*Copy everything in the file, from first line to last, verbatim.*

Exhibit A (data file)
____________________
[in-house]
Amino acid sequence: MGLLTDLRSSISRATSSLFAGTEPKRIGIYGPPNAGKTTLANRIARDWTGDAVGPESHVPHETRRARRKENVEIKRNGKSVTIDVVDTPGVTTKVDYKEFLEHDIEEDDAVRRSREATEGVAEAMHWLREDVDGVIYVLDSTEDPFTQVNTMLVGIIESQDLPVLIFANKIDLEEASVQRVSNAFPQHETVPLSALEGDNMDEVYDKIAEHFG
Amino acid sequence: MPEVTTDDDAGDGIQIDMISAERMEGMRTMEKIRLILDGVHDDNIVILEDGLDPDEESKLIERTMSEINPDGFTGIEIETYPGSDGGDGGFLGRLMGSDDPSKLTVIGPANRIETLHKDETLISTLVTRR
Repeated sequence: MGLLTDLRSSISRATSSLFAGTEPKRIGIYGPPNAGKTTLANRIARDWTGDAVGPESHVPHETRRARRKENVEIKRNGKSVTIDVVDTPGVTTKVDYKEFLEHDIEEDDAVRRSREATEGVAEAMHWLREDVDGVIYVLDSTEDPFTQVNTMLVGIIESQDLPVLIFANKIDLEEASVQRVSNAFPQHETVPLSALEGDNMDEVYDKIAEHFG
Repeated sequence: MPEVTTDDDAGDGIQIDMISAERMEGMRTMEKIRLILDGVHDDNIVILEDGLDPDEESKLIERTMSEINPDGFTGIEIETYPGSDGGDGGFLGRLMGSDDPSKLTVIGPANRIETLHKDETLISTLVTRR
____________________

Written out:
[in-house]
Amino acid sequence: MGLLTDLRSSISRATSSLFAGTEPKRIGIYGPPNAGKTTLANRIARDWTGDAVGPESHVPHETRRARRKENVEIKRNGKSVTIDVVDTPGVTTKVDYKEFLEHDIEEDDAVRRSREATEGVAEAMHWLREDVDGVIYVLDSTEDPFTQVNTMLVGIIESQDLPVLIFANKIDLEEASVQRVSNAFPQHETVPLSALEGDNMDEVYDKIAEHFG
Amino acid sequence: MPEVTTDDDAGDGIQIDMISAERMEGMRTMEKIRLILDGVHDDNIVILEDGLDPDEESKLIERTMSEINPDGFTGIEIETYPGSDGGDGGFLGRLMGSDDPSKLTVIGPANRIETLHKDETLISTLVTRR
Repeated sequence: MGLLTDLRSSISRATSSLFAGTEPKRIGIYGPPNAGKTTLANRIARDWTGDAVGPESHVPHETRRARRKENVEIKRNGKSVTIDVVDTPGVTTKVDYKEFLEHDIEEDDAVRRSREATEGVAEAMHWLREDVDGVIYVLDSTEDPFTQVNTMLVGIIESQDLPVLIFANKIDLEEASVQRVSNAFPQHETVPLSALEGDNMDEVYDKIAEHFG
Repeated sequence: MPEVTTDDDAGDGIQIDMISAERMEGMRTMEKIRLILDGVHDDNIVILEDGLDPDEESKLIERTMSEINPDGFTGIEIETYPGSDGGDGGFLGRLMGSDDPSKLTVIGPANRIETLHKDETLISTLVTRR